/ Asked by Angela
Why am I being asked if I am Hispanic? If I am, is this a good or a bad thing? How does it affect my chances of being invited for an interview?
Answered by Tom, Hiring Expert at VF Corporation, on Friday, June 15, 2018
Employers in the U.S. are allowed to ask under certain conditions which are generally governed by the federal civil rights act of 1964 and subsequent rulings.  In simplest terms, specific to employment, the act says that employers can't discriminate based on one's race/ethnicity, color, religion, sex, or national origin.  Having stated that, US employers are allowed to ask you to volunteer such information for affirmative action purposes...U.S. employers are required to track gender and race information of job applicants and employees, but the key word is volunteer.  You are not required by law to provide an answer.  Even if you do provide this information, the employer is prohibited from using the information on its own to decide whether or not to interview you or hire you.

So, if we assume positive intent, you may just be being asked because of this general compliance requirement.  Additionally, there is a ton of research out there that proves teams/companies that are more diverse, perform better, so many employers are eager to hire diverse talent.  In this case, your chances of being invited to an interview are improved.

Alternatively and acknowledging that I am one that will always do my best to assume positive intent, there could be negative intent here.  Your potential employer could have a bias and is asking you the question to intentionally discriminate against you.  If this is the case you have legal rights as mentioned above to prevent that.  I am not an attorney and am not offering you any legal advice, just stating the facts as I know them and hoping to provide a little context for you.  Encourage you to do additional research and/or seek appropriate counsel as you see fit.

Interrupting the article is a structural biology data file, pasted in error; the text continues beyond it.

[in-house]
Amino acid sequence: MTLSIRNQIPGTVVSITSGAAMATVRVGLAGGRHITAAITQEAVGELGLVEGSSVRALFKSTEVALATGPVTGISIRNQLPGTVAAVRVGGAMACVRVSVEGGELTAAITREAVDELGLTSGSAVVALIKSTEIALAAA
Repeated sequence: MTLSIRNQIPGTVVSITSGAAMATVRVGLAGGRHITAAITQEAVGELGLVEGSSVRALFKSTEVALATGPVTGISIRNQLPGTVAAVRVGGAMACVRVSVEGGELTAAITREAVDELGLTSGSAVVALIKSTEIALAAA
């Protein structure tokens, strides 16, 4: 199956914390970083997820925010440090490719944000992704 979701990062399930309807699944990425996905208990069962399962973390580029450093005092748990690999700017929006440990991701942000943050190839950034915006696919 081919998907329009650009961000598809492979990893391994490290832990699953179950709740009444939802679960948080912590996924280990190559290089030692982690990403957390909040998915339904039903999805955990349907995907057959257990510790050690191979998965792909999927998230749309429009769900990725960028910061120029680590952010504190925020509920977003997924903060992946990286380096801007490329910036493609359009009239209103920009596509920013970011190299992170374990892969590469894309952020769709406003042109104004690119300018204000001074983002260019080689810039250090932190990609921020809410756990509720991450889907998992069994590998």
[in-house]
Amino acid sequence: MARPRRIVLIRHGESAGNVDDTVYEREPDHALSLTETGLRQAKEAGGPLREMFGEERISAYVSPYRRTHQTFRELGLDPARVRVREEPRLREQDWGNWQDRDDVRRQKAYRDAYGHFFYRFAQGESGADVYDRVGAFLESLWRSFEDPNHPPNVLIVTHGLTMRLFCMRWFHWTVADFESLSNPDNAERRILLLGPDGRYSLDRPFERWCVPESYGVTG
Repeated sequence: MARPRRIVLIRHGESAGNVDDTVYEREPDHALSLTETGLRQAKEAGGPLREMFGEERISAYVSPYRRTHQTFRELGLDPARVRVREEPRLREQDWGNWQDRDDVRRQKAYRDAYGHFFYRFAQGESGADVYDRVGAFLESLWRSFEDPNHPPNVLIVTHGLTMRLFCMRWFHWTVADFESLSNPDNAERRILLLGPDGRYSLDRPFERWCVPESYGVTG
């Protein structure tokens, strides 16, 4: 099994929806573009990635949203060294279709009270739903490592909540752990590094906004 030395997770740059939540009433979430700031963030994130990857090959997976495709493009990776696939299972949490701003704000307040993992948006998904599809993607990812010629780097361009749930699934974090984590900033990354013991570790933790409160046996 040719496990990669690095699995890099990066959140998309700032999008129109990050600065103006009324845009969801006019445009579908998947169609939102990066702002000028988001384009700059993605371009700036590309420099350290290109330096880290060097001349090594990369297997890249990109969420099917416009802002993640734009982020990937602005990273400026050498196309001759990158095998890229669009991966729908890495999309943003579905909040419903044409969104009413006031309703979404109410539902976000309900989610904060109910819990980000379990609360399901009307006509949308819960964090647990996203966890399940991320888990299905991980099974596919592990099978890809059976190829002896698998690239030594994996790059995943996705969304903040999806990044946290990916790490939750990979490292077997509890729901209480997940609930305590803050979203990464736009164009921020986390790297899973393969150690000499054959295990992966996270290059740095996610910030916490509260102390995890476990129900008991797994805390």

Answered by Wendy, Hiring Expert at Pitney Bowes, on Wednesday, August 1, 2018
Employers ask about race on job applications for affirmative action purposes. However, based on Title VII of the 1964 Civil Rights Act, it is illegal for an employer to use race in evaluating job applicants except when race is a necessary factor of employment. Private employers may also track such data to ensure their screening practices encourage applicants regardless of race.  If you are qualified you should be invited for an interview, race should legally never play a role.
Answered by Eddie, Hiring Expert at Quest Diagnostics, on Friday, August 10, 2018
If you're referring to the question that appears on the average job application, it's normally for a couple of reasons. One, many employers want to increase the diversity in their organization to drive innovation, make the business more dynamic and/or to serve a diverse customer base more effectively. For example, there are quite a few companies that need bilingual employees to serve their Spanish-speaking customers. Second, there are companies and organizations that have government contracts, and they are required to report on their diversity and inclusion practices. This is an accountability measure to ensure that employers are not excluding candidates on the basis of ethnicity, nationality, ability, religion, gender, etc. If hear that question in an interview, however, that is a bit stickier. The interview should be focused on your skills, experience and ability to do the work, even if the interviewer is innocently curious. Please note that while employers want to increase diversity, they still need candidates who have the appropriate skills, credentials, and/or experience for their positions. I hope this helps!
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